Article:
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Alt Whiskey Goes Mainstream

Posted by on in January 2014 Editions
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American Distillers Large & Small Are Fueling a Whiskey Revolution

By Jack Robertiello

Behind the bar at The Square One Brewery and Distillery restaurant in St. Louis, pride of place is given to the beers and spirits that are made on-site. Among the spirits, there’s an expected array of new distiller wares—gins, rums, vodka and the like—as well as whiskies that put a twist in the tail of the traditional styles consumers expect. Here, customers can order tasting flights that include J.J. Neukomm Whiskey (made with cherry wood smoked malt and aged in Missouri-made oak barrels) and Hopskey (the house’s hop-infused whiskey, grainy with a pleasant aromatic hoppiness).

Like many other spirits recently entering the market in the American whiskey category, these and others like them are not your father’s whiskies—in fact, they are made with techniques
that probably have never been used to craft anybody’s whiskey.

An incredible range of alternative American whiskies have burst onto the market in the past few years, driven by the growth of numerous micro-distilleries hitting their creative stride with the urge to tinker, toy and completely ignore the old rules of this country’s whiskey heritage. The trend has lately helped encourage even tradition-bound Kentuckians and Tennesseans to come up with things previously unknown.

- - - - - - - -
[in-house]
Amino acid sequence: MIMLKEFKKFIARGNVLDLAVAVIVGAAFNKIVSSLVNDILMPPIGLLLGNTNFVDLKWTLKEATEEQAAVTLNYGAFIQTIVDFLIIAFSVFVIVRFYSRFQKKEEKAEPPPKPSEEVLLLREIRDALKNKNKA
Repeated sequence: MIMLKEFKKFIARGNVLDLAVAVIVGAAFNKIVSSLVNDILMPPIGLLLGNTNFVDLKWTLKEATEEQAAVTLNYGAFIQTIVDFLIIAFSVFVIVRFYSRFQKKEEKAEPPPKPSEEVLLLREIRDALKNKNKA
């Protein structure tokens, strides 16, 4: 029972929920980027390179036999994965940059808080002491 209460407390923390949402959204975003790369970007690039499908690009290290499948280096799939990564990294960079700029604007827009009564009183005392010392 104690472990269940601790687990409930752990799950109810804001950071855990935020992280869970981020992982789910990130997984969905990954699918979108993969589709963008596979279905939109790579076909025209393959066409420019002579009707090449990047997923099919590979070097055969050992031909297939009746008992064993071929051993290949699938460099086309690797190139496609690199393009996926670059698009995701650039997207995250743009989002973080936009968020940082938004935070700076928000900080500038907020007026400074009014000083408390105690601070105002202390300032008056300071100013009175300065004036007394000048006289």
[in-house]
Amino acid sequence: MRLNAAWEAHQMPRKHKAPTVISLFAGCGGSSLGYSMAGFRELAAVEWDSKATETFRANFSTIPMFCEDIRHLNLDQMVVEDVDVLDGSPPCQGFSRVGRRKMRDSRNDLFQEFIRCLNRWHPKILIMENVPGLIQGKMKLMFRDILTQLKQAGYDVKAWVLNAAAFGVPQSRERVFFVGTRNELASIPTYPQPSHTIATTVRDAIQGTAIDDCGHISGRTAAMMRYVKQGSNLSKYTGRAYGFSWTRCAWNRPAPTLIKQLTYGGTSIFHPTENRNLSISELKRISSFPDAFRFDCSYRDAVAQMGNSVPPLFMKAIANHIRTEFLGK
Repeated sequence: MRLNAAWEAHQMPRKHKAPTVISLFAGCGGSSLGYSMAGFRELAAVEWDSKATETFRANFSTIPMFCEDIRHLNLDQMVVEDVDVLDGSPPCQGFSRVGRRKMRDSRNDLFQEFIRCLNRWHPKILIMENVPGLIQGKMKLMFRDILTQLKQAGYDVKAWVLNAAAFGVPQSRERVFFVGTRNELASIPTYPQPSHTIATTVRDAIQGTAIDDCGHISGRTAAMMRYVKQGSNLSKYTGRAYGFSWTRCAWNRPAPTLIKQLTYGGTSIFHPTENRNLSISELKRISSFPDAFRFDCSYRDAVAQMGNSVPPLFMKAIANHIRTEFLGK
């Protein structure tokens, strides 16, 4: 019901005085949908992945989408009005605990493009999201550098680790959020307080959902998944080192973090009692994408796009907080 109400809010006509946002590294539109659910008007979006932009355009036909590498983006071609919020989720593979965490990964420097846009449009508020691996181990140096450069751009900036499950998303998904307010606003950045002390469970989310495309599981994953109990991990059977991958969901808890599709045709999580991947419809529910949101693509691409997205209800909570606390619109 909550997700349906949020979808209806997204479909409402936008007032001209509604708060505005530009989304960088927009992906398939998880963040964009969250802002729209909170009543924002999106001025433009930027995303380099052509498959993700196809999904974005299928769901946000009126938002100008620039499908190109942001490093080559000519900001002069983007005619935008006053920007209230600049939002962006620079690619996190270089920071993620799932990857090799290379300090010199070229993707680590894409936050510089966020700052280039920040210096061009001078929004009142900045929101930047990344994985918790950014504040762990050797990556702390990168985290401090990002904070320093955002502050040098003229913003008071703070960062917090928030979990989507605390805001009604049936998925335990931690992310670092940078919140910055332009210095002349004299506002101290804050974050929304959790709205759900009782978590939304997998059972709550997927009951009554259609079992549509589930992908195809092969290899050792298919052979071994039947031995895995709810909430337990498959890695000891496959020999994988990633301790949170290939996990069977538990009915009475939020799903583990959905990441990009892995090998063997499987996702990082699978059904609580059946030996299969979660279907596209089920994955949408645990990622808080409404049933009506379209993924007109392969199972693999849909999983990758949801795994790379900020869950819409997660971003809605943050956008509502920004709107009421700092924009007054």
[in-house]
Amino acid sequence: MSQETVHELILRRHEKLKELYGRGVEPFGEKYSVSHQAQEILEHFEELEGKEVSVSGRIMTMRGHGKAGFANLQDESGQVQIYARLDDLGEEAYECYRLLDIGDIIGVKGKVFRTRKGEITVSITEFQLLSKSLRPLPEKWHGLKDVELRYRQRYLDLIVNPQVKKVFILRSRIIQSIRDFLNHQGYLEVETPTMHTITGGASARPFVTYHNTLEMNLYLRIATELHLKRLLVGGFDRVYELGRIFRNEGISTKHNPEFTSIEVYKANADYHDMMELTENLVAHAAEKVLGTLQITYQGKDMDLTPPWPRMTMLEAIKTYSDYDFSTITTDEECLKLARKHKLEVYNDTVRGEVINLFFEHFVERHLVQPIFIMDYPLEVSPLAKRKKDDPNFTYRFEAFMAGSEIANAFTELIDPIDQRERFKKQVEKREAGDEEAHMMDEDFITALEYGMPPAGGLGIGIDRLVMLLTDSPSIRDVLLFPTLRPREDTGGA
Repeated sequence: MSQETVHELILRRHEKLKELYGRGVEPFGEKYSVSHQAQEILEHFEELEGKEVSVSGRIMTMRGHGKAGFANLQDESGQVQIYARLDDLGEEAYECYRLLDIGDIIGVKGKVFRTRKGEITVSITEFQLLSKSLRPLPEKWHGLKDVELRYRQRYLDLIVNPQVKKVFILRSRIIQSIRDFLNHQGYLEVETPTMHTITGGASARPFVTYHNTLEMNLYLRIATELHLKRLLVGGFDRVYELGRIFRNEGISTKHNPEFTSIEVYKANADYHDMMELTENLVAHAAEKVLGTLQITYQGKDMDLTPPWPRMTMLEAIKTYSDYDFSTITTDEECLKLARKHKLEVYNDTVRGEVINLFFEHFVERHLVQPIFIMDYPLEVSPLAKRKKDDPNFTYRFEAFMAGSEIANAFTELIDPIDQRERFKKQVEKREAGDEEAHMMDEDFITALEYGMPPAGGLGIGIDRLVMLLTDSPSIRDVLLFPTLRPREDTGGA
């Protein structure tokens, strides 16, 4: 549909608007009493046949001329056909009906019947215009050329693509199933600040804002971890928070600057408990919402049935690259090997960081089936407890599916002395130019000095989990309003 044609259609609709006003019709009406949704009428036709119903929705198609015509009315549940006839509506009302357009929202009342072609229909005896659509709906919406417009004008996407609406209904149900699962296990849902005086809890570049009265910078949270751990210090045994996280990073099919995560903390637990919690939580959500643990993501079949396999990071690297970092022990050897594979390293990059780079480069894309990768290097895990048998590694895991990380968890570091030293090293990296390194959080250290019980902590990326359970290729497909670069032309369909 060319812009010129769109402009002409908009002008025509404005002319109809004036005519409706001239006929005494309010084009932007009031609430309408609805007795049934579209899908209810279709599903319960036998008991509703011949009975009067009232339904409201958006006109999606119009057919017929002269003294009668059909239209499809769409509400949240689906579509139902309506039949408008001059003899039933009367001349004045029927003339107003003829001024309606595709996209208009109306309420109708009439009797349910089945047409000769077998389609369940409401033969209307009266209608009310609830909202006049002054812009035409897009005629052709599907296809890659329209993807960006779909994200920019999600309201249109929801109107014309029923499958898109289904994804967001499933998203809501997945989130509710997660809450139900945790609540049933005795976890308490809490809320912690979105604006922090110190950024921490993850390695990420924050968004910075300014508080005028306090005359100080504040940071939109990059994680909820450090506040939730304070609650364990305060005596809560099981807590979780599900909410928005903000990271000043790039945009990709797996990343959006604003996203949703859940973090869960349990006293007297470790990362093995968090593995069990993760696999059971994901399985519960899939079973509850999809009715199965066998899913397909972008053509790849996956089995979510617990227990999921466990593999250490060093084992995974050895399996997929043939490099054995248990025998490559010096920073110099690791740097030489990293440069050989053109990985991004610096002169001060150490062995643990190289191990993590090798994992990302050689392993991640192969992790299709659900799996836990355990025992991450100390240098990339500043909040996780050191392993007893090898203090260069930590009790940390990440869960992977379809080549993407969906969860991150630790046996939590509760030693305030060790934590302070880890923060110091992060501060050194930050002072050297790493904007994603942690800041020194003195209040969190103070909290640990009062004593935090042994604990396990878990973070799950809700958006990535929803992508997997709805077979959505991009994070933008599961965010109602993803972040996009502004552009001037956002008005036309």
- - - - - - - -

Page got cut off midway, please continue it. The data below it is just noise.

Consider Filibuster Bourbon and Rye, aged initially in virgin American oak casks, then finished in French oak previously used to mature wine. Witness Van Brunt Stillhouse American Whiskey, made from malted barley, wheat, corn and rye; and 287 Whiskey, a collaboration of Still the One Distillery and Captain Lawrence Brewery—distilled from the brewery’s pale ale (and named for the Westchester County, NY highway that connects the two operations). Tincup, founded by Colorado distilling veteran Jess Graber and bottled in Denver, is an 84-proof new American whiskey made using a blend of rye, corn and malt; cut with pure Rocky Mountain water; and whose functional screwcap recalls the old cups the miners would drink from.

Examples like these, admittedly, are a tiny part of the booming whiskey business, but the value of the enthusiasm and attention these new spirits have generated can’t be overstated. Distillers’ confidence in releasing “experimental” whiskies is built on the success, albeit small-scaled, of the adventurous new kids on the block who have deliberately jiggered American whiskey traditions.